What happens when citric acid and baking soda meet water? What’s more dense; oil or water? How can you make millions of bubbles without blowing, stirring, or shaking something? These fun and easy labs are sure to get your students interested in density, chemical reactions, and making predictions & observations.
Materials You Will Need:
Clear plastic cups (to hold mixtures)
*the soap mixture overflows A LOT. Make sure this is mixed on a plate to catch the overflowing bubble mixture.
Straws (to blow bubbles with and to stir)
Citric Acid (a powder available at grocery stores in the spice aisle)
Food coloring (optional)
Magnifying Glass (optional)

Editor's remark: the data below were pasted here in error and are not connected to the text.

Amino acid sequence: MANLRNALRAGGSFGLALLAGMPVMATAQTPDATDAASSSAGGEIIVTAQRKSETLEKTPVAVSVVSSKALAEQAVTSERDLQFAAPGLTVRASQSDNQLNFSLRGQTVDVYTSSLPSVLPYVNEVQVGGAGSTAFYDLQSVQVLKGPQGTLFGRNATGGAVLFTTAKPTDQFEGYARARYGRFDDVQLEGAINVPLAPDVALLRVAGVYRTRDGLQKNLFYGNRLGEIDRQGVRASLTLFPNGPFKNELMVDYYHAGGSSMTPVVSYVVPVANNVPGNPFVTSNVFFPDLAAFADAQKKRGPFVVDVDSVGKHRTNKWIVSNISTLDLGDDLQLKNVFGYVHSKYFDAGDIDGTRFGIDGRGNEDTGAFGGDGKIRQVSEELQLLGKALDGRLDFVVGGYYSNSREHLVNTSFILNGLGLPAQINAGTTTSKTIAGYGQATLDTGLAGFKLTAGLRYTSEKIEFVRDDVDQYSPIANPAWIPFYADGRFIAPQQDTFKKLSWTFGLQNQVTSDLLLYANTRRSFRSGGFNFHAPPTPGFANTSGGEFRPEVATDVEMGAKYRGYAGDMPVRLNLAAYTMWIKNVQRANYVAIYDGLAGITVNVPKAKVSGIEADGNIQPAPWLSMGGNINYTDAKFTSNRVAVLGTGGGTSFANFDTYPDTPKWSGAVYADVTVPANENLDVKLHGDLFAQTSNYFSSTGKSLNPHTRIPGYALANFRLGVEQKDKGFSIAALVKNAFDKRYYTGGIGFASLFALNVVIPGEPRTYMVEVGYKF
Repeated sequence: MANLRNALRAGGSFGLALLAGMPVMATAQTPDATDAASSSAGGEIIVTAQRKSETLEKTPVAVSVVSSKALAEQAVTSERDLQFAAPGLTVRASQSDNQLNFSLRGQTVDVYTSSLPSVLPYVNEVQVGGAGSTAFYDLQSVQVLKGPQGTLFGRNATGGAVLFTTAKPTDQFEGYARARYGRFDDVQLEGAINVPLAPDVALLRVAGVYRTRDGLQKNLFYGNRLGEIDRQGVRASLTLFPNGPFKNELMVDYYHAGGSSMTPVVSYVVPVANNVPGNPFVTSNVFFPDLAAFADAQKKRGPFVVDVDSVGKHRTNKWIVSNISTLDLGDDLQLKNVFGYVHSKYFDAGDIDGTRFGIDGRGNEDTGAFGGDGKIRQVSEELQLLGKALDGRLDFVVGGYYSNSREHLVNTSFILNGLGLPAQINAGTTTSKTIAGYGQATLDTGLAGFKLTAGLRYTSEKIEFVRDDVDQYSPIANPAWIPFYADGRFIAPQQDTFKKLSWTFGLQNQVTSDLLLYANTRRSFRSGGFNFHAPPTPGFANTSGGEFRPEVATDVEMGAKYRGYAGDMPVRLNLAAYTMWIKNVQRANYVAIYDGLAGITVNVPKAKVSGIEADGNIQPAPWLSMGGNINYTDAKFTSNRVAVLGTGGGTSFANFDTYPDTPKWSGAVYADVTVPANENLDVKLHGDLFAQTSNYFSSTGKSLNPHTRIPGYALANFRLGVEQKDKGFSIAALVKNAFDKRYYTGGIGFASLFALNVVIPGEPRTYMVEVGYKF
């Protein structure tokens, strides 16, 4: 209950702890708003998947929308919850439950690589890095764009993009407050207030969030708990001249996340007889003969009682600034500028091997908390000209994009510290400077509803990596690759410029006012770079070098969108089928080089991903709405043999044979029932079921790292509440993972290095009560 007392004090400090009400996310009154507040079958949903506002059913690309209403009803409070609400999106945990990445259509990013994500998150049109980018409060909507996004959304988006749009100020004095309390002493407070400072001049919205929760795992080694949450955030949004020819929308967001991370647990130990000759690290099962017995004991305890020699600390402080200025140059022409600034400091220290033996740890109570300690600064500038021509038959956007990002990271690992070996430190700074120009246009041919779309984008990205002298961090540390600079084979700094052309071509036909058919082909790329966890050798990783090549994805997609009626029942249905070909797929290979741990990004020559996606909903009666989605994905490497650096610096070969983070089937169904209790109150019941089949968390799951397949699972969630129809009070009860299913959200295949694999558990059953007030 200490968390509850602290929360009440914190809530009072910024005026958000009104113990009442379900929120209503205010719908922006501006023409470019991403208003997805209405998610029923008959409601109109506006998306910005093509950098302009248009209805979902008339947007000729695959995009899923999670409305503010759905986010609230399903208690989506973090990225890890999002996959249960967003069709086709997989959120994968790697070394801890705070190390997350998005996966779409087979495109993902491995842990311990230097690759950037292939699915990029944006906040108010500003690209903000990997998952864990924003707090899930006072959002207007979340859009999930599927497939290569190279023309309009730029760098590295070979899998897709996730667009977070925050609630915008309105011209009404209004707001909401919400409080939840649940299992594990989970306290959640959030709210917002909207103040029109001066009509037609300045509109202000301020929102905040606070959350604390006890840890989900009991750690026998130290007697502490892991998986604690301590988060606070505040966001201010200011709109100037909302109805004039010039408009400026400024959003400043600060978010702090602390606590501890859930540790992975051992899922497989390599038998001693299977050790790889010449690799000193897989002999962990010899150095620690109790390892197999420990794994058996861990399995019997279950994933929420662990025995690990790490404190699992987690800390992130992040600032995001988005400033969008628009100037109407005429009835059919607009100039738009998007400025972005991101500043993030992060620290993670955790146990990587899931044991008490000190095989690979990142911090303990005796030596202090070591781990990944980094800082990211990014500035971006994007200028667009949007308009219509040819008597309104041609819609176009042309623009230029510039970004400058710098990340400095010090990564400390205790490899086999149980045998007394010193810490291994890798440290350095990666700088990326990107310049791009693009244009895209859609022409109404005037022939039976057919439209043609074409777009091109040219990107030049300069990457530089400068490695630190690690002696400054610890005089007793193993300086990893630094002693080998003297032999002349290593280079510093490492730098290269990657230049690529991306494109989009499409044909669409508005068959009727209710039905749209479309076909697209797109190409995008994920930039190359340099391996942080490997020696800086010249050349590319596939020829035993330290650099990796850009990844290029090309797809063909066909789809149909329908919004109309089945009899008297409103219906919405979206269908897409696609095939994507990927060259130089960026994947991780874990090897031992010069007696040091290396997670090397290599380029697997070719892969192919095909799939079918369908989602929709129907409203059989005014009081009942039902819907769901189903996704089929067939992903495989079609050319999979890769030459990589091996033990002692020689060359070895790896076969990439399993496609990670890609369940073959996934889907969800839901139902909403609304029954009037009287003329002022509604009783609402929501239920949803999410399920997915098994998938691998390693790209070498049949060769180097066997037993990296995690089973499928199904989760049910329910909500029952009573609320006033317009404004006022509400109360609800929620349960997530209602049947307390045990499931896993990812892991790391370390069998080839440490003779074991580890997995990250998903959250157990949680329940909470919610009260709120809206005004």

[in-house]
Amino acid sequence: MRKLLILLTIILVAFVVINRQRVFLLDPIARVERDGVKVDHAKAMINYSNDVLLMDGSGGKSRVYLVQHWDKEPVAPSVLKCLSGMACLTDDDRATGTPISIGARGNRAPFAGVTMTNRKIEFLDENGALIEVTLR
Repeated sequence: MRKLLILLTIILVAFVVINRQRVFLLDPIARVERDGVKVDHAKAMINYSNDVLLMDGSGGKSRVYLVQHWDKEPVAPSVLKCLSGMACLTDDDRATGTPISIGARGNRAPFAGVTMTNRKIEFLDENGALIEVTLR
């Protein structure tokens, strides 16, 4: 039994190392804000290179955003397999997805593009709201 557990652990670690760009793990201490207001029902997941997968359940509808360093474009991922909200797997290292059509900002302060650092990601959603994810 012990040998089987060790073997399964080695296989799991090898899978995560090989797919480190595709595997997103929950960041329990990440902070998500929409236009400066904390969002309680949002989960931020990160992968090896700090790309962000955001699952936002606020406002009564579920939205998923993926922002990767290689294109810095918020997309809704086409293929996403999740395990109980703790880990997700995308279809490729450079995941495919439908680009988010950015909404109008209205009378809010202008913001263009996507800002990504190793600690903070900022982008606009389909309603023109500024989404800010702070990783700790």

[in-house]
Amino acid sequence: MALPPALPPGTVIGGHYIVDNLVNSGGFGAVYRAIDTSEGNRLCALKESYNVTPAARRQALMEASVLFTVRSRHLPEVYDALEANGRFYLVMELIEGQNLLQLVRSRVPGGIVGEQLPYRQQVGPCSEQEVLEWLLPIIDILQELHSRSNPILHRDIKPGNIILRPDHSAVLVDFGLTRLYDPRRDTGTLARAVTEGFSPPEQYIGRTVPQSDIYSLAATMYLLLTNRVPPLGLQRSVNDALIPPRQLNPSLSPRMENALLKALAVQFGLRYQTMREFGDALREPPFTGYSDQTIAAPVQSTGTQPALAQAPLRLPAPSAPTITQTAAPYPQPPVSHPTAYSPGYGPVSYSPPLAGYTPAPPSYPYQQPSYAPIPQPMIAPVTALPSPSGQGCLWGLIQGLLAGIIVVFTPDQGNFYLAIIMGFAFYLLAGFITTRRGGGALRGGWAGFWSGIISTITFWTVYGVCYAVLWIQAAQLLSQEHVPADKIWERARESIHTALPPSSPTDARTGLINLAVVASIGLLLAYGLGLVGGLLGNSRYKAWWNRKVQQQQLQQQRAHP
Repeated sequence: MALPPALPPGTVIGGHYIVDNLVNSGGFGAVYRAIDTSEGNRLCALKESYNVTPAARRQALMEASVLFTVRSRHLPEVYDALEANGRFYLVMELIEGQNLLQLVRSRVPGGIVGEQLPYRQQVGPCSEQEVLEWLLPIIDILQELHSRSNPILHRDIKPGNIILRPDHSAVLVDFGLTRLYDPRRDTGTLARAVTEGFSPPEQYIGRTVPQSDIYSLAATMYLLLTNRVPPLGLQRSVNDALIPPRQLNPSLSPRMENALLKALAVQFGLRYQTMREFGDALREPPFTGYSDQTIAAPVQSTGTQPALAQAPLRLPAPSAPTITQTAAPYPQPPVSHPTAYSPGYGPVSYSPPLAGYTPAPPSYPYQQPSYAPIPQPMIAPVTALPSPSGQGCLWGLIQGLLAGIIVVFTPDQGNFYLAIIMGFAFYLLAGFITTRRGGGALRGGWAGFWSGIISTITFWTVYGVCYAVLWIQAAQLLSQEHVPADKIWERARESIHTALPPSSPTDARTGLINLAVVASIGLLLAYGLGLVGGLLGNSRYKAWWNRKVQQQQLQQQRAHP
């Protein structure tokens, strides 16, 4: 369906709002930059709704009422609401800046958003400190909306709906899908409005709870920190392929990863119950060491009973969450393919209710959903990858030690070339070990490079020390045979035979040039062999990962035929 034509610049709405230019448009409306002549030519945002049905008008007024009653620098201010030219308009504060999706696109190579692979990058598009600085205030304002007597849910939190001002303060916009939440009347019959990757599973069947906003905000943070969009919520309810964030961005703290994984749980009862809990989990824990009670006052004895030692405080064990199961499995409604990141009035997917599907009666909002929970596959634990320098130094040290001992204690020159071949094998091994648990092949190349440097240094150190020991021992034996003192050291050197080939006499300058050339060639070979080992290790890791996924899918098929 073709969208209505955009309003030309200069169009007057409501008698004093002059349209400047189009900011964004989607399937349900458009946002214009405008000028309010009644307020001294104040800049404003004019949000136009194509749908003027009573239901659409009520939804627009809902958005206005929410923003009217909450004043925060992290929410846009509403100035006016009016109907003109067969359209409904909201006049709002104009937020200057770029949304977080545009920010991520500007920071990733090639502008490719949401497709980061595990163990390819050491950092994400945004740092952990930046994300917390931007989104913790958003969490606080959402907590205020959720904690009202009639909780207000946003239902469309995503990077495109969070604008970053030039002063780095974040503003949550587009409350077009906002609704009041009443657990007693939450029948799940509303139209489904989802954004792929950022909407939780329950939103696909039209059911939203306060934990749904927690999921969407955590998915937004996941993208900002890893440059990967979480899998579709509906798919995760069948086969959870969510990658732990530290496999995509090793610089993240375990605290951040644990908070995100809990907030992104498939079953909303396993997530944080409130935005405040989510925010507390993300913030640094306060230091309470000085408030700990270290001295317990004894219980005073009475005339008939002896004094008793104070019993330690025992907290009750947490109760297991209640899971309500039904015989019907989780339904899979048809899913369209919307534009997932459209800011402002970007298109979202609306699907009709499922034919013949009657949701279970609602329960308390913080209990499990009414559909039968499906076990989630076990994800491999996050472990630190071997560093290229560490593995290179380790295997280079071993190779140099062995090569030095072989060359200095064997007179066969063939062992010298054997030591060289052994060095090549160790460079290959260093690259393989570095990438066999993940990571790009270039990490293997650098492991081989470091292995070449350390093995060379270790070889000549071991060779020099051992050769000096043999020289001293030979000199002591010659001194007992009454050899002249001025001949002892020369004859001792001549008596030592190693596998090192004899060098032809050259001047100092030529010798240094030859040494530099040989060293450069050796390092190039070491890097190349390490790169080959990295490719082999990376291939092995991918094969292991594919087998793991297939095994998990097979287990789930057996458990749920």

Various liquids to test acidity (water, vinegar, OJ, lemon juice, soda, fruit punch)
Paper plates (to catch any overflow from the mixtures. Use every time.)
Students will learn quickly that when a chemical reaction occurs in a liquid, fizz and bubbles are not far behind! This is because carbon dioxide is being released. Because they are released in a liquid, we see them as bubbles until they reach the surface and pop. When baking soda, which is a base, is mixed with citric acid, which is an acid, the gas is released.